Why do writers write? Before you click away and read something else because you’ve heard the question tons of times and heard some great answer too, play along with me for a bit as my take may be a bit off the usual path. Of course the question’s been asked for centuries and answered by many writers and many very smart people. However, many people still ask the age old question like I recently asked myself.
I was getting a little tired of writing. I regularly write for three blogs and publish a small newsletter for professionals. Two blogs are pretty much the same topic area which is about everything and anything life related. Like a blank canvas—anything goes. The third blog is topic sensitive and limited to a serious subject matter. I suppose I may have been getting a little burned out but more so, writing felt too business-like. Too same-old-same old. Sort of like just fill in the blanks and get people to read and like it.
Some people will say, well of course that’s how writing should be. Get it to where people will read it and where people will like it—wham, bam, and thank you ma’am! But that kind of writing seemed blasé to me. It seemed superficial and on the verge of boring. But something happened to get me back on the path of writing that I had been on for years and that I was now teetering off of.
You see, I had just written an article about suicide. And a few days after it hit the web, I received an email from someone who had been seriously contemplating ending her life. She said, and I’m paraphrasing here, that she was considering suicide and that my article did much good for her to see things differently and move in another positive direction. She thanked me with an exuberance that showed in her writing and also that showed a spark had been lit in her. Then, I remembered that about a week earlier another person wrote that she regularly followed my blogs and that they make a positive difference in her life. She said that things wouldn’t be the same if they weren’t around. That’s when the clouds opened up. A rainbow appeared and a gentle lightning bolt nudged me directly in my buttocks. I heard violins in the distance, a light horn section too and then a gentle voice spoke to me.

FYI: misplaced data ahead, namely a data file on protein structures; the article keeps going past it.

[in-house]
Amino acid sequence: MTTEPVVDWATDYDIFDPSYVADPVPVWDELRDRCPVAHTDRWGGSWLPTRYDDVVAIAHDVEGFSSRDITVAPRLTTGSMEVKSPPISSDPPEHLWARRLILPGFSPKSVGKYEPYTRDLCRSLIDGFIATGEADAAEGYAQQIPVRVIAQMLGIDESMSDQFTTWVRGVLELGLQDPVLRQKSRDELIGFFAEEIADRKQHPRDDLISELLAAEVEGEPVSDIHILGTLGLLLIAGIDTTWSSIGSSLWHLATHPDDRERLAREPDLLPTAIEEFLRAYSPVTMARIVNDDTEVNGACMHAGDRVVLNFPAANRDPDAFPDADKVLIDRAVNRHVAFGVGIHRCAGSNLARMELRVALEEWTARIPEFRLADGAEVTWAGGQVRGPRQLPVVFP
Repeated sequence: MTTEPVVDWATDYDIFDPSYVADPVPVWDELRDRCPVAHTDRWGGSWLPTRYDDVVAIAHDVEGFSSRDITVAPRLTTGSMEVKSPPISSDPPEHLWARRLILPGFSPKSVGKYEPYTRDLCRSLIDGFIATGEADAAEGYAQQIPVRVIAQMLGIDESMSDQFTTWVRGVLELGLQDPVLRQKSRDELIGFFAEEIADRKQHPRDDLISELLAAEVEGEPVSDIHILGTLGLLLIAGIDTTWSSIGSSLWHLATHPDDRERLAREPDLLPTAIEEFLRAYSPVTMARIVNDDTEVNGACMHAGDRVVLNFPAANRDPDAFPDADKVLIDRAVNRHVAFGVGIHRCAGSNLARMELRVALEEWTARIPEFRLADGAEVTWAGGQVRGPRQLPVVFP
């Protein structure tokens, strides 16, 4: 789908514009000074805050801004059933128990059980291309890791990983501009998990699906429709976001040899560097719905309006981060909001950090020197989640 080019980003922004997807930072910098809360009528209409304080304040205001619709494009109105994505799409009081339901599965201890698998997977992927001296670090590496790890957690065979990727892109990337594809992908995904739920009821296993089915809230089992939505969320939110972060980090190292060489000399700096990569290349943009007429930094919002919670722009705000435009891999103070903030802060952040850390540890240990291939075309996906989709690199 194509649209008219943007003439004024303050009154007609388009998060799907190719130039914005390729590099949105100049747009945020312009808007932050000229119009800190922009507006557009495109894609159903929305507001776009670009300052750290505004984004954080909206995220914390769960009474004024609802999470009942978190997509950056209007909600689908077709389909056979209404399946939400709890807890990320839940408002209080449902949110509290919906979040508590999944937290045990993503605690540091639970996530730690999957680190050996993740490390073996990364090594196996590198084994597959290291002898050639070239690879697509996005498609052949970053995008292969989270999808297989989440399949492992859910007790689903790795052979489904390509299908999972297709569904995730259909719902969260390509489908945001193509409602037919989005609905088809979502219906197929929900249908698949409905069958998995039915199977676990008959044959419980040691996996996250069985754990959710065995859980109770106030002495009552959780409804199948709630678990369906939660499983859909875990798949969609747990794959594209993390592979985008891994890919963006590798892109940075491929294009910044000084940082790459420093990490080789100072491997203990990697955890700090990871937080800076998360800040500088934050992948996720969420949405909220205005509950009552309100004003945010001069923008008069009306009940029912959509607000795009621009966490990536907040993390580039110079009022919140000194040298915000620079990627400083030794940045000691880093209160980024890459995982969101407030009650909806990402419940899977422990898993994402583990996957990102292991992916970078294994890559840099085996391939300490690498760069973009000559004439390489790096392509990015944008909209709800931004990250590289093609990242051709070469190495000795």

Of course I jest when I say I heard and saw things but I did realize a deep personal truth about writing. I realized that writing is talking from your soul. It is exactly what an artist does on a blank canvas. It is spilling your heart, mind and soul onto paper or into cyberspace. It is not wham, bam get it liked, sold and complimented. Those are secondary. Writing, true writing is serious business because other people read it. That sounds so corny, I know, but other people read writers words and the pen is unquestionably mightier than the sword to sway people.
Writing is one-on-one communication with someone and not much is better than that. Fancy cars, boats and houses aren’t as grand as deep communication with someone. It is real. It can stay with you forever. It can touch you deeply more than anything else can.
I again remembered why I write. That I want to communicate with others. That I want to paint my canvas with what I know and with what I am all about. And then, share it, one-on-one. Real writing is deep and true. May I never again forget it.
Steve's a three-time survivor of violence in his youth and was an award winning police officer.
For several years, Steve also did radio political and current event commentary and taught college Criminal Justice. He is the former host of the long running 'The Kovacs Perspective' Internet radio talk show.
Presently, Steve is the owner and Managing Director of one of the oldest martial art schools in Ohio, 'The Mayfield Academy of Self-Defense'.
Latest posts by Steve Kovacs (see all)
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